The Devastating Southern Arizona Earthquake of 1887

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Photo Caption:  A view of the fissures on the eastern face of Bucky O’Neill Hill in Bisbee about 1910.  Local ledged states these cracks were the result of the 1887 earthquake.  However, the fractures were actually a result of subsidence that took place due to mining in the area.  Photo Courtesy of the Bisbee Mining & Historical Museum.

Photo Caption: A view of the fissures on the eastern face of Bucky O’Neill Hill in Bisbee about 1910. Some locals claim these cracks were the result of the 1887 earthquake. However, the fractures were actually a result of subsidence that took place due to mining in the area. Photo Courtesy of the Bisbee Mining & Historical Museum.

Editor's Note: at the time of the devastating Southern Arizona Earthquake of 1887, there were only about 90,000 people living in all of Arizona Territory. The following account was written by Henry Bethea for The Copper Chronicles, a joint project of the Bisbee Mining & Historical Museum & Bisbee’s KBRP Radio Station. He holds the copyright and this article is reproduced here with permission. Geologists tell us that quakes along this fault occur about ever 100,000 years.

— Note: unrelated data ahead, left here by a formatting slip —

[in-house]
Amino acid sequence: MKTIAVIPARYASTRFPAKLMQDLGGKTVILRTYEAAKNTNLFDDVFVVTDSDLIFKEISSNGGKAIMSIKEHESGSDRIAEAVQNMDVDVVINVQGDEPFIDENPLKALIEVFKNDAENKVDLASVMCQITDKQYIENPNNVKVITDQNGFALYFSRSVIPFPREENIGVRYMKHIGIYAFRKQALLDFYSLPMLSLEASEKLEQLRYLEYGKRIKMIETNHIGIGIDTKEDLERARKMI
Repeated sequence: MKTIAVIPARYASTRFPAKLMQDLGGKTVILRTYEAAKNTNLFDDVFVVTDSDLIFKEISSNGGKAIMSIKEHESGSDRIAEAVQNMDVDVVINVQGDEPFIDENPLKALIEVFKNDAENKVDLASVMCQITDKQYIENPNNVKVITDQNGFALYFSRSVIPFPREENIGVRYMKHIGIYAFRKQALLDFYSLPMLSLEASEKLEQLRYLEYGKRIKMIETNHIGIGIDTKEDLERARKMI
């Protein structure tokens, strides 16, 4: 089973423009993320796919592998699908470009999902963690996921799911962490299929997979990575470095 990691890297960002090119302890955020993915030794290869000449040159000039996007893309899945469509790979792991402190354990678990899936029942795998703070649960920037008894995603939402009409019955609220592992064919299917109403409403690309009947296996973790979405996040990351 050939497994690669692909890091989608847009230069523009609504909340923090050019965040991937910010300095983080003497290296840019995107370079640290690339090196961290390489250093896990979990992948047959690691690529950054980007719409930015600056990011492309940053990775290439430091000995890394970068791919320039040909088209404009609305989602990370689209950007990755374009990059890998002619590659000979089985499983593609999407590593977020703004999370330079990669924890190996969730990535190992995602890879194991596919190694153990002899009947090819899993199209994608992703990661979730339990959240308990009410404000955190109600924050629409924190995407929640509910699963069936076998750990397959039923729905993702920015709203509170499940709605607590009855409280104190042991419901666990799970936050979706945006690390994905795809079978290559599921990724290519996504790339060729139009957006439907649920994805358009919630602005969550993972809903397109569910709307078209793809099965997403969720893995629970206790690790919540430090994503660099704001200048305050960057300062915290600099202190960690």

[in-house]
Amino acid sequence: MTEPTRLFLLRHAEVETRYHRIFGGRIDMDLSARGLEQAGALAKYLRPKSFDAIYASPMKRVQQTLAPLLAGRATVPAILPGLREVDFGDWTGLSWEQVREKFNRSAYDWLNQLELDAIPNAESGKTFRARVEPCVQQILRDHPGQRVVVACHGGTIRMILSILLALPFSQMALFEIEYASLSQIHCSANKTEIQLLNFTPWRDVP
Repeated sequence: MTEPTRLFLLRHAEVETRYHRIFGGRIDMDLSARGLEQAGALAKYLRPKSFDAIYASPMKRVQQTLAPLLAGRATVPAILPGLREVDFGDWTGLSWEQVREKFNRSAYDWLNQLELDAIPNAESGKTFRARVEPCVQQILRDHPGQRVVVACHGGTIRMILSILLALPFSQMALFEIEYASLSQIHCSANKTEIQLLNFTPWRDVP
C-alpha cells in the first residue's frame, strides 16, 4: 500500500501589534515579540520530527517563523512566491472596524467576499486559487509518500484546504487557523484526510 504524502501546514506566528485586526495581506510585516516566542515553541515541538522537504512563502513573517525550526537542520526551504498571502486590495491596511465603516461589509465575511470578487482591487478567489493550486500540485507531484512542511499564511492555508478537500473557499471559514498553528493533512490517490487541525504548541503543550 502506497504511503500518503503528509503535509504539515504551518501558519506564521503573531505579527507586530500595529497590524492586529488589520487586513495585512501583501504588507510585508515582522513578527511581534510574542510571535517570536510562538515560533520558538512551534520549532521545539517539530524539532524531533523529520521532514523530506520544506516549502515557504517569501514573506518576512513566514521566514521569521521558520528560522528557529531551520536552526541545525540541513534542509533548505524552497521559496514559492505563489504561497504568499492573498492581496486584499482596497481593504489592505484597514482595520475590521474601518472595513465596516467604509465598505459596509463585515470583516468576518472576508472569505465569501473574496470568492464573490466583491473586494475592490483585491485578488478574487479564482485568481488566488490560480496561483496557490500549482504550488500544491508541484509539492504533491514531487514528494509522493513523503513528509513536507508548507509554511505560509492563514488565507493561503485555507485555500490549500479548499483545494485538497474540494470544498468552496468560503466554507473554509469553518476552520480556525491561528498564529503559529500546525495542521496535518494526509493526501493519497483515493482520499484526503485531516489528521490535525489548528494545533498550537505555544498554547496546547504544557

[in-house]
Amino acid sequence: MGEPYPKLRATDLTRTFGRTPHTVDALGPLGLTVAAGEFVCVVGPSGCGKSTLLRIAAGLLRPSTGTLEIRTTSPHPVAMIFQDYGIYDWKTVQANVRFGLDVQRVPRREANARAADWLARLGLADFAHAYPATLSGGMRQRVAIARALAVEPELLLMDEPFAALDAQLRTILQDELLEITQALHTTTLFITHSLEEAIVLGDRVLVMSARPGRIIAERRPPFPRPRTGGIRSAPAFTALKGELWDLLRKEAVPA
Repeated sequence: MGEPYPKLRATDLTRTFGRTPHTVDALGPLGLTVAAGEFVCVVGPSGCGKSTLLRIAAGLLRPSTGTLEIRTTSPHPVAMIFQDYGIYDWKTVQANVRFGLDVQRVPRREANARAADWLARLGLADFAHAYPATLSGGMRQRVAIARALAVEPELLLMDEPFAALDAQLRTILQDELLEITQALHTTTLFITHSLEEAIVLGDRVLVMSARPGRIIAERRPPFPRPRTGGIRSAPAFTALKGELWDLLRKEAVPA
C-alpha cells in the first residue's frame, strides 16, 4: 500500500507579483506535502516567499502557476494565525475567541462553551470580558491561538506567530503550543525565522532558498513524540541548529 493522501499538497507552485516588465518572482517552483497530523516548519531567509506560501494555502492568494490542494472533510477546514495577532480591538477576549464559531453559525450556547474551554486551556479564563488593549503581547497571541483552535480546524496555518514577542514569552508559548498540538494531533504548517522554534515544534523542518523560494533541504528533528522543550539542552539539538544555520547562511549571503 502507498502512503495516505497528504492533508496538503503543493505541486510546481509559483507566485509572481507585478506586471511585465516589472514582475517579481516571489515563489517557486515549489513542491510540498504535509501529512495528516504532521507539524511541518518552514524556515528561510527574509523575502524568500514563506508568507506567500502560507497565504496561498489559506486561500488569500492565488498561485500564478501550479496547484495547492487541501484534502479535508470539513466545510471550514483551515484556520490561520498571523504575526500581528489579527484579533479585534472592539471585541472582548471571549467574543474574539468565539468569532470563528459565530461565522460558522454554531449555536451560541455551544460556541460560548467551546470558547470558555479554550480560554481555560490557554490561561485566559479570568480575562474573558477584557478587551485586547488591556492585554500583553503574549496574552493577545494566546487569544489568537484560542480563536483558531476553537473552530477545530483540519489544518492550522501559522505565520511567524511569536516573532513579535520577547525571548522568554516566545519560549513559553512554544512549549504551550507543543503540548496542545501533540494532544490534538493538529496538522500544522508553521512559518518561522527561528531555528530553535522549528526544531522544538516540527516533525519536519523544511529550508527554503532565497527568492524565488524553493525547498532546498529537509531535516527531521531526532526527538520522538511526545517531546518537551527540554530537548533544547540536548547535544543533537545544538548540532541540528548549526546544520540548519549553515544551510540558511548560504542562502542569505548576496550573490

1887 Earthquake

May 3, 1887 was just another mid-spring day in Bisbee with pleasant weather, men toiling in the mines, stores going about their business, kids in school, donkey trains hauling wood and water, people busy making what was still a rough mining camp into a town and a place to call home.  Everything changed at 3:12 pm. Read More

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